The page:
Hey, it worked for me as a kid.
But the devil is in the details. How does the US define 'clear threat', exactly, I think would be useful for an enemy to know and possibly exploitable.
And I don't think the US is hiding the overall justification which is "These are people who wish to use violence to act against the United States and its citizens to push their own political agenda. In short; terrorists."
I mean, these are not people who are running for Mayor in their particular part of the world and we don't like their policy decisions. They are doing things like running training camps where they teach others how to make IEDs.
Rest assured that anyone who could be considered a terrorist knows that, if they surface on the US's radar, they will be targeted. They take it for granted that they are targeted, because that is the safe assumption to make.
> "And I don't think the US is hiding the overall justification which is..."
I am not interested in the "PR justification", which is indeed "Turrusts!" I am interested in the legal justification. The only thing that they want us to know of that is that it is secret.
If it were nothing out of the ordinary, it would not be so secret.
(Also, normally I try to avoid doing this, but since you are being so persistent in using strong wording in your comments, I feel that I don't have any choice: These are not people running training camps or making IEDs; these are people accused of doing those things. The difference is important, because it is the reason we are having this discussion. It is particularly important because it is suspected that their legal justification extends beyond people who have actually allegedly done anything, and in fact also covers "people who have communicated with those who have allegedly done things" or "any 'military-aged' male in the family of anyone who has allegedly done things")
If these people are not terrorists, what would the US have to gain by killing them?
I am all for oversight and checks and balances. We need to be sure that we are killing actual threats. But I also understand that, as a practical consideration, it might be counterproductive to make the oversight public.
We don't have the luxury of doing full investigations and putting people on trial. It sounds nice, but it is impossible.
For the record: I think it is unfair that you charge me with "Using strong language" and in the same breath deride my position as merely parroting PR "Turrist" propaganda. Cheap shot.
Not that the question is bad, it's just that it's not rhetorical at all, you might want to try to actually answer it. And while you are at it, you might also want to read up on how most of the things that were done to jews (and some other minorities) in the third reich were also legal, at least according to german law at the time.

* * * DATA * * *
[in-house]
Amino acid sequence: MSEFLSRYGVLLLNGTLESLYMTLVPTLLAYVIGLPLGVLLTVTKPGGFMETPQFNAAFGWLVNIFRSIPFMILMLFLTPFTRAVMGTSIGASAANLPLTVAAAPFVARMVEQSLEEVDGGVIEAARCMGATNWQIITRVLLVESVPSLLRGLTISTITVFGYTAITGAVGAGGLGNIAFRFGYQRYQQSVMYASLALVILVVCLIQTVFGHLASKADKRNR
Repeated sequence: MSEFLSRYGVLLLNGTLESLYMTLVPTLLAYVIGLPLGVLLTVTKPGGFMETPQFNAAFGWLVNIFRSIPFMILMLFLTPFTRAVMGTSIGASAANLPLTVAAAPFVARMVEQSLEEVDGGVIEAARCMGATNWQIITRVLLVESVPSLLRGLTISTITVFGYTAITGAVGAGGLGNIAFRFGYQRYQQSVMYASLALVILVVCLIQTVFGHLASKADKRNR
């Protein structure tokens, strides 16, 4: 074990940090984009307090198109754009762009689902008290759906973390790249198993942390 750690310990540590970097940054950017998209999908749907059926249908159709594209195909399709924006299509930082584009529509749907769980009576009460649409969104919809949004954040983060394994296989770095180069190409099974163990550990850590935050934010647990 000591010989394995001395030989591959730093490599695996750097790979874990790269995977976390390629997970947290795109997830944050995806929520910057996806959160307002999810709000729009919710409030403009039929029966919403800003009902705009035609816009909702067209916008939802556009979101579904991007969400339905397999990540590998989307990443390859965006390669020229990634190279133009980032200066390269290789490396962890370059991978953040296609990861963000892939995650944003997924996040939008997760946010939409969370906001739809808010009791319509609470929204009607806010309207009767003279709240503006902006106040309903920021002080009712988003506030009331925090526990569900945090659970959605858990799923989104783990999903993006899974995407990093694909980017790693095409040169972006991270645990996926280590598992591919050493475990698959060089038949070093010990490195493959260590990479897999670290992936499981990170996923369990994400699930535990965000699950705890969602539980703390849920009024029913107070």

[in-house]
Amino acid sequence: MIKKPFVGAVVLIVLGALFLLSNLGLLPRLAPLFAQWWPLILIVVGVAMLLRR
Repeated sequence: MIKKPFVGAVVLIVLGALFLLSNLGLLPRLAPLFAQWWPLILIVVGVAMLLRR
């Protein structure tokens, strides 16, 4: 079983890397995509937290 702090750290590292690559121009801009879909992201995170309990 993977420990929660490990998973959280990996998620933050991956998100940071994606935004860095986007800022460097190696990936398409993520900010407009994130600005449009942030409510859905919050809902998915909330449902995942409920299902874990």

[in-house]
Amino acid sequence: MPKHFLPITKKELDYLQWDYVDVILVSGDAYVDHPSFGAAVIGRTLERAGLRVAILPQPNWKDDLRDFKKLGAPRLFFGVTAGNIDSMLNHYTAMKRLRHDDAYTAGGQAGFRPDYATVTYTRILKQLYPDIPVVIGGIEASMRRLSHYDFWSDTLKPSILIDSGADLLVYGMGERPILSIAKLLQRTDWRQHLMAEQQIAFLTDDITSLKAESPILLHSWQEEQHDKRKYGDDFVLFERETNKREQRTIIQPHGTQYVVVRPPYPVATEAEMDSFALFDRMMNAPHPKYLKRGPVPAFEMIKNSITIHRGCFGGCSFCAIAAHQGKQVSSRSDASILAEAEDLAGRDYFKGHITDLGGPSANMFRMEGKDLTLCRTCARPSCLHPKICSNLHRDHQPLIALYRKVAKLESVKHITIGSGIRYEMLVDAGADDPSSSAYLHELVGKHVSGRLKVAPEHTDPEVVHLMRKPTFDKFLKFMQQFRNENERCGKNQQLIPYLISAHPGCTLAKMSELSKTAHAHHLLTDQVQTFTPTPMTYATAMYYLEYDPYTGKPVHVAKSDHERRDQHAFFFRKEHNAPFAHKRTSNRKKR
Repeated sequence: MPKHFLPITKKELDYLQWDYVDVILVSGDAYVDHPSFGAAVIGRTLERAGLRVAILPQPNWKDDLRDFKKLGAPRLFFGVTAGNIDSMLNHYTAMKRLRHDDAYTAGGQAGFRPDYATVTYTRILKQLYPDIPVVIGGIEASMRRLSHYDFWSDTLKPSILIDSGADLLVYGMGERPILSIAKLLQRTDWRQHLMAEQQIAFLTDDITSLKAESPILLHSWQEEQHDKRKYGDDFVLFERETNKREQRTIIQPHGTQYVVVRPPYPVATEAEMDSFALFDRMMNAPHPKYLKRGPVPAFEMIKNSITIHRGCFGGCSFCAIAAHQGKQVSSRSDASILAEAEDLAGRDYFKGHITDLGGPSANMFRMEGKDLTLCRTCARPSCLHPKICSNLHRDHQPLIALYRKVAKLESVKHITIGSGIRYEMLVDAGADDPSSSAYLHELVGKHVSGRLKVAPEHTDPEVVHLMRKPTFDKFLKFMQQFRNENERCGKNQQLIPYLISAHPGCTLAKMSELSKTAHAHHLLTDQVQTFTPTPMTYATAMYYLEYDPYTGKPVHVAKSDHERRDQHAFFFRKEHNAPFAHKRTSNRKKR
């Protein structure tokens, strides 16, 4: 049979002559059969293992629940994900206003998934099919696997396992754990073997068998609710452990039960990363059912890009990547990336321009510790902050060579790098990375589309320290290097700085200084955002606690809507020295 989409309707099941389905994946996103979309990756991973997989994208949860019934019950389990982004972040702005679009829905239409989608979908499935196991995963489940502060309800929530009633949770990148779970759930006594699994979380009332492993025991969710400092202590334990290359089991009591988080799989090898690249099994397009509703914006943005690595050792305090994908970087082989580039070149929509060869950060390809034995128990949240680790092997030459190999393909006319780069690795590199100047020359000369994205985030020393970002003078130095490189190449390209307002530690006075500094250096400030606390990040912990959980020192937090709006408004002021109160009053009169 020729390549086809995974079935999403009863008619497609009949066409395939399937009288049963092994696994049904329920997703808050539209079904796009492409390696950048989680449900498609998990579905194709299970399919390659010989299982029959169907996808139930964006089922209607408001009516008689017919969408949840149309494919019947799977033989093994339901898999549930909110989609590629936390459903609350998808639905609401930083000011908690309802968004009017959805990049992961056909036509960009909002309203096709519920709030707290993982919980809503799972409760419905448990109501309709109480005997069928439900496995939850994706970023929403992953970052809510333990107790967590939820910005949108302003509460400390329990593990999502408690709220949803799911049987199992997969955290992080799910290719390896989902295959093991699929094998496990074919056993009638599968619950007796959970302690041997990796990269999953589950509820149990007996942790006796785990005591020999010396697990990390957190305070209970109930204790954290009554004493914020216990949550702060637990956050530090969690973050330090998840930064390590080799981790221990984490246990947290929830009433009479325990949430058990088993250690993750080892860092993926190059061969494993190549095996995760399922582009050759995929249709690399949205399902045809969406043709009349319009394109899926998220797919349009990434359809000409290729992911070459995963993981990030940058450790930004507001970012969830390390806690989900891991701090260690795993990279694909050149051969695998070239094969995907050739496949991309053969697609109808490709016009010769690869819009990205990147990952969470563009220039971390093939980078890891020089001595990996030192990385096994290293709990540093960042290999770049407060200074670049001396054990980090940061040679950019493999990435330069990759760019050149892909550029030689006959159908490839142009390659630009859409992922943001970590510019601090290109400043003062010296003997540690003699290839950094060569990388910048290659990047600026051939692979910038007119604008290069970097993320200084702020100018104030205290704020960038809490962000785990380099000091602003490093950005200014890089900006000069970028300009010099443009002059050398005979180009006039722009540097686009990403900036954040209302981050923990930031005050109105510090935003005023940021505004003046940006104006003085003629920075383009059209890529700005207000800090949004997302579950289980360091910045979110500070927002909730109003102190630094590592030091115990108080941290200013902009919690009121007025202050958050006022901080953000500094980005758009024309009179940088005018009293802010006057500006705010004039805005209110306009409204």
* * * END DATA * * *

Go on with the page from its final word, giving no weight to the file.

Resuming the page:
(edit: and mind you, they also had ways to justify those laws, it's not like they just made the "be evil law", of course it was all about protecting the home country or race or whatever, if you wait for an abuser of power to declare themselves an abuser, you'll generally wait until after all the bad stuff has happened ...)
Who exactly are we at "war" with? On what Constitutional basis was this "war" declared? Under what conditions will hostilities cease? On the enemy's side, who has the authority to sue for peace or sign surrender documents? What laws of war under the UN, Geneva Convention, and/or various treaties apply to this one?
You don't get to do anything you want, and kill anyone you want, just by declaring a "war" on an abstract noun.
The US declared an open-ended war against those people and organizations that the President determines were involved in the 9/11 attacks, and al-Qaeda is one of those organizations. While one might argue (as many have) that the an open-ended declaration of war was a bad idea, or (as others have) that "al-Qaeda", given its nature, is more of an ideological alignment than an actual organization, the power to declare war has never been Constitutionally limited to declarations with nation-states as the target of the war declared.
No it did not. There was no declaration of war, there was an authorization for the use of military force. Two very different things.
No, they aren't different Constitutionally at all. The AUMF is an exercise of the Constitutional power to declare war, which does not require any particular language to be used in exercising it, just as the Constitutional power to levy a tax depends only on whether the effect is a tax, not whether the Congressional action imposing the liability calls it a tax.